Unlike old-money elites, who are more likely to adhere to long-established aesthetic traditions, self-made upstarts are often more accepting to changing styles. Hoping to become trendsetters, these parvenus often align themselves with other fledgling talents or those attempting to redefine their respective disciplines.
Though this transaction brings challenges, coming up in society together can be a great advantage. Putting trust in creatives who have yet to prove themselves can be risky. However, the ability to defend each other’s approach, pool resources, and share the limelight ensures that both parties achieve some form of success.
One has only to think of the emerging European industrial class in the late 19th century and its appropriation of the art nouveau style as a means to differentiate itself from the old guard, assert its new affluent position, and express its progressive values. In turn, this new societal group was able to offer support for a nascent architectural movement.
There is no better precedent for this exchange, especially since the early 20th century, than the relationships that have formed between celebrities and architects. Entertainment superstars have often called on their design counterparts to design homes that represent their wildest dreams. In many cases, architects are given carte blanche and limitless budgets. Such projects offer them the chance to flex their muscles and to express new styles or articulate new theories.
A recently-opened exhibition at the Villa Noailles in Hyères, France, seeks to better understand this particular phenomenon. Curated by Audrey Teichmann, Benjamin Lafore, and Sébastien Martinez Barat, Houses for Superstars L’architecture hypermédiatisée surveys this theme from different perspectives.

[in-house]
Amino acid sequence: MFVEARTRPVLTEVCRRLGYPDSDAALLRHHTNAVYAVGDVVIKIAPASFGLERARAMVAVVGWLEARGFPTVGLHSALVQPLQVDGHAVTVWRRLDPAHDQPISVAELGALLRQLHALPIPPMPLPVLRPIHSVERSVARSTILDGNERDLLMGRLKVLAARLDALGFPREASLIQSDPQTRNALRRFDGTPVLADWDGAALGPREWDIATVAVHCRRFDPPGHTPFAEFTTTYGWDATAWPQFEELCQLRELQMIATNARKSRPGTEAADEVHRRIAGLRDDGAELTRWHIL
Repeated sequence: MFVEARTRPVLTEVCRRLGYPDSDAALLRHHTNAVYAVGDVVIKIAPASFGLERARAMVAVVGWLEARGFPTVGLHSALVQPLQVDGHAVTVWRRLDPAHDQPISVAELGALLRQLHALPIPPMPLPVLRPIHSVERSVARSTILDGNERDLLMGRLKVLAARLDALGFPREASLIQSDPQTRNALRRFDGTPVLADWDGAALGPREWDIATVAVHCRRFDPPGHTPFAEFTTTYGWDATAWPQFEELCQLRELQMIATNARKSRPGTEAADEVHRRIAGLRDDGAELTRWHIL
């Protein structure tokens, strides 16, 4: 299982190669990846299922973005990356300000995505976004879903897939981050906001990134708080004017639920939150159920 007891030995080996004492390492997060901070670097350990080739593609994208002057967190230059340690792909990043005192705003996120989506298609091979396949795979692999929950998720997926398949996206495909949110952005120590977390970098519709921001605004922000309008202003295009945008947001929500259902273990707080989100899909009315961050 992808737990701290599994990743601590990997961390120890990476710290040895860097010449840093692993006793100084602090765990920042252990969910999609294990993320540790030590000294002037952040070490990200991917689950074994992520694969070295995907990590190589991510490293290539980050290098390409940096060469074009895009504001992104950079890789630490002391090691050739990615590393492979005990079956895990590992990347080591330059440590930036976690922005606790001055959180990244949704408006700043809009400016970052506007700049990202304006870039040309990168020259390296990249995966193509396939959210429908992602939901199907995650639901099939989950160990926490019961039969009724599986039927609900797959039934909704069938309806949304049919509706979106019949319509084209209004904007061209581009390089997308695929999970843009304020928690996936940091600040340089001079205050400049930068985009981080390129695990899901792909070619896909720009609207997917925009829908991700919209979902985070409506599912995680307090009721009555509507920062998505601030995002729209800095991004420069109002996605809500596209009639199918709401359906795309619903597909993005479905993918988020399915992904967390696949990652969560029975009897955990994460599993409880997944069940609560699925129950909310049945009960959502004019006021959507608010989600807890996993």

The exhibition is broken up into three sections. The first examines eight historic case studies in which celebrities collaborated with cutting-edge architects on the design of their homes. Creating emblematic realized and unrealized projects, these so-called “couples” include Adolf Loos and musician Josephine Baker; Barry Dierks and actress Maxine Elliott; Horace Gifford and fashion designer Calvin Klein; Luis de Garrido and model Naomi Campbell; Ora Ito and music group AIR; Rem Koolhaas and actor Vincent Gallo; and Philippe Starck and filmmaker Wim Wenders.
For the second part of the show, Villa Noailles commissioned photographers François Halard and Romain Courtemanche to reinterpret actress Monica Vitti and filmmaker Michelangelo Antonioni’s iconic La Cupola home, designed by Dante Bini in 1969.
The third builds on the international House for Superstars competition Japanese architect Arata Isokaki launched in 1976. That year, over three hundred entrants submitted speculative projects created for a celebrity of their picking. Brigitte Bardot, Raquel Welch, and David Bowie were popular choices. Austrian architect Hans Hollein submitted a series of mausoleum designs dedicated to Jesus, Cleopatra, Vladimir Lenin, and Aristotle Onassis.
For the current exhibition, Villa Noailles called on six emerging architects to question what a house for contemporary celebrities could be. Belgian practice ACCATTONE conceived an eco-friendly enclosure for climate activist Greta Thunberg while French architect Octave Perrault developed a new megamansion for American media personality Kylie Jenner in her hometown of Calabasas, California. These speculative propositions take a number of cultural and iconographic factors into consideration while trying to offer a better analysis of what the idea of celebrity means today.
With this dynamic program taking center stage, it’s easy to forget that the Villa Noailles is itself a superstar home. Though it now serves as a museum hosting temporary exhibitions and design events, this stately home was commissioned by illustrious art patrons Charles and Marie-Laure de Noailles. Designed by French architect Robert Mallet-Stevens in 1927, the house stands as a beacon of early modernism.
Header image: Monica Vitti and Michelangelo Antonioni’s iconic La Cupola home in Sardinia by Dante Bini, 1969 (François Halard, 2019)